What part do you (B3 Sports) hope to play in the ascent of Houston MMA and its fighters into national prominence?

It is a really good feeling to see the B3 fighters in the cage, especially on the national scene.  It means the world to me for my company to work with an amateur fighter and give them the exposure and opportunity that they may not get otherwise, and being behind them as they climb the ranks.  Watching those fighters compete in large shows, on television, and in the spotlight is something that makes me feel like a proud parent.  That is how I feel about the fighters that I work with. They become family to me.  It means a lot that I can use my contacts and relationships with individuals that I have worked very hard to establish and give a fighter an opportunity to represent their gym, the city of Houston, and the state of Texas on a national scene.  

What is it that you do for your fighters? Is it primarily matchmaking? Procuring sponsors? Give our readers (your average MMA fan) some insight on what aspects of a fighter’s career you assist with.

A very good question and I don’t think that I could sum everything up in just a paragraph.  I like to have the fighters ONLY focus on training and getting ready for the fight. That’s when I feel like I’m doing my job. From the small things such as lining up tickets for their family to the large things like securing sponsors (and everything in between), I take it all very seriously.  One thing that all of the fighters represented by B3 will say is that I go above and beyond to make sure that they have everything they need.  I speak to the promoters, put my fighters in positive situations on shows, make sure they have proper gear, secure sponsors, line up interviews, and make sure they have no uncertainties leading into a fight.  I provide research on their opponent and make sure that when their song starts (to walk to the cage), they are fully confident that 100% of everything has been taken care of.  You (as a fighter) train for the fight and I’ve got everything else covered.  That’s when I’m successful.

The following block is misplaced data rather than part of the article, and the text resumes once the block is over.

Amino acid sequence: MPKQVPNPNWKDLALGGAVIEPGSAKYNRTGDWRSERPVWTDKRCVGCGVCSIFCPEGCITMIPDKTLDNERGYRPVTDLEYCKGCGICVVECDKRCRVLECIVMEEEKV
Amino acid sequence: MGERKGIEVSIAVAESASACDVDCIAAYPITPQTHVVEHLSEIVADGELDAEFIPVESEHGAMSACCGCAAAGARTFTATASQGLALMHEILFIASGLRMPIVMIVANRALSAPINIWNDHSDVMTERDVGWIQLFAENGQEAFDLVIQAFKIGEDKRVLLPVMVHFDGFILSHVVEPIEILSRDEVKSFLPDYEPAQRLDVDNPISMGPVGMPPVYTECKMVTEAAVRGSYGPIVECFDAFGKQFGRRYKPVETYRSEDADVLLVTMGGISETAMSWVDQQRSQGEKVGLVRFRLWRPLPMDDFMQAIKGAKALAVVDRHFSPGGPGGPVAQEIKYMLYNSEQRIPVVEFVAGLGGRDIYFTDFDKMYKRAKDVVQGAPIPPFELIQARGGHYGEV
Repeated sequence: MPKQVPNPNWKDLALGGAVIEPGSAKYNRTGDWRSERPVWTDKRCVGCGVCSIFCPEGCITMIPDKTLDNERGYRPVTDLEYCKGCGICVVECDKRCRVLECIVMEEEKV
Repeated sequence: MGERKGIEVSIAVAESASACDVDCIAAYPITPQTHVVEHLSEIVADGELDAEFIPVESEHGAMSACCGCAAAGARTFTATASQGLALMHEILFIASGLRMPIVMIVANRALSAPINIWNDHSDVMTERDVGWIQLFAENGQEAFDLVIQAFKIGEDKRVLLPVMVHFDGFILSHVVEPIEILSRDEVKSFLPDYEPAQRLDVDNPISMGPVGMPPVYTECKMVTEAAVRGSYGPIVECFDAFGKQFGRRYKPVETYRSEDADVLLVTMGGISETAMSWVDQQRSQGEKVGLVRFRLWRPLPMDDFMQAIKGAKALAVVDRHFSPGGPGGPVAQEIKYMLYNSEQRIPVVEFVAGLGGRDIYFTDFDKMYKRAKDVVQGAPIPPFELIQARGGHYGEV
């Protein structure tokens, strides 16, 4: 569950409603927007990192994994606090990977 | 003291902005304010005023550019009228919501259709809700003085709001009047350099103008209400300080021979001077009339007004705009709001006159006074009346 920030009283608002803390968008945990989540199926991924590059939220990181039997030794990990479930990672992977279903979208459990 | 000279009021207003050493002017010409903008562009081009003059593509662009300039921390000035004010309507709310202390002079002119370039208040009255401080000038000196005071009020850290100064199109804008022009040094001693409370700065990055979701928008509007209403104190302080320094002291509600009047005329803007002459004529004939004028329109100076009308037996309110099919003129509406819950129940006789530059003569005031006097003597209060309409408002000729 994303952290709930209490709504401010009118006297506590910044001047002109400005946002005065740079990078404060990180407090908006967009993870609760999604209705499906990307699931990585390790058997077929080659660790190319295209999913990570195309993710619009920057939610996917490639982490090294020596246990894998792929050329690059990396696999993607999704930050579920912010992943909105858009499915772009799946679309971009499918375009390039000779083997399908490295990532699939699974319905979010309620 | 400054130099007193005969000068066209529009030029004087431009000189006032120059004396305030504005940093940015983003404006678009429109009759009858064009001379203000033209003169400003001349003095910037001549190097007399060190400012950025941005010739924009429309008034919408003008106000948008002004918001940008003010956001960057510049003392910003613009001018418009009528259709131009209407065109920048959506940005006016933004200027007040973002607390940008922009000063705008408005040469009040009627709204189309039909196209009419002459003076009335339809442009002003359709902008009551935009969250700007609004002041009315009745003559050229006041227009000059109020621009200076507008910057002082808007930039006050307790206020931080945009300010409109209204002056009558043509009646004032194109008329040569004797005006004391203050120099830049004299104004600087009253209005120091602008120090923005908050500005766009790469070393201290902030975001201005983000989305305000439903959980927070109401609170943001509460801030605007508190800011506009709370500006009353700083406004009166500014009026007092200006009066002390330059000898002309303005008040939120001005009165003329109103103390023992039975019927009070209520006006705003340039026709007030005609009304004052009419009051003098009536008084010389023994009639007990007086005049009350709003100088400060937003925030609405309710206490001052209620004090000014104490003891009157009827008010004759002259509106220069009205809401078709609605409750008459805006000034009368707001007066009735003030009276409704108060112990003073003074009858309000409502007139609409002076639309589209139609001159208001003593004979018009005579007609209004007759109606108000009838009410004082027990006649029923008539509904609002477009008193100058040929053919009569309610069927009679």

How do you go about picking opponents for your fighters? And do you sometimes recommend your guys NOT to fight certain people? What’s this decision making process like?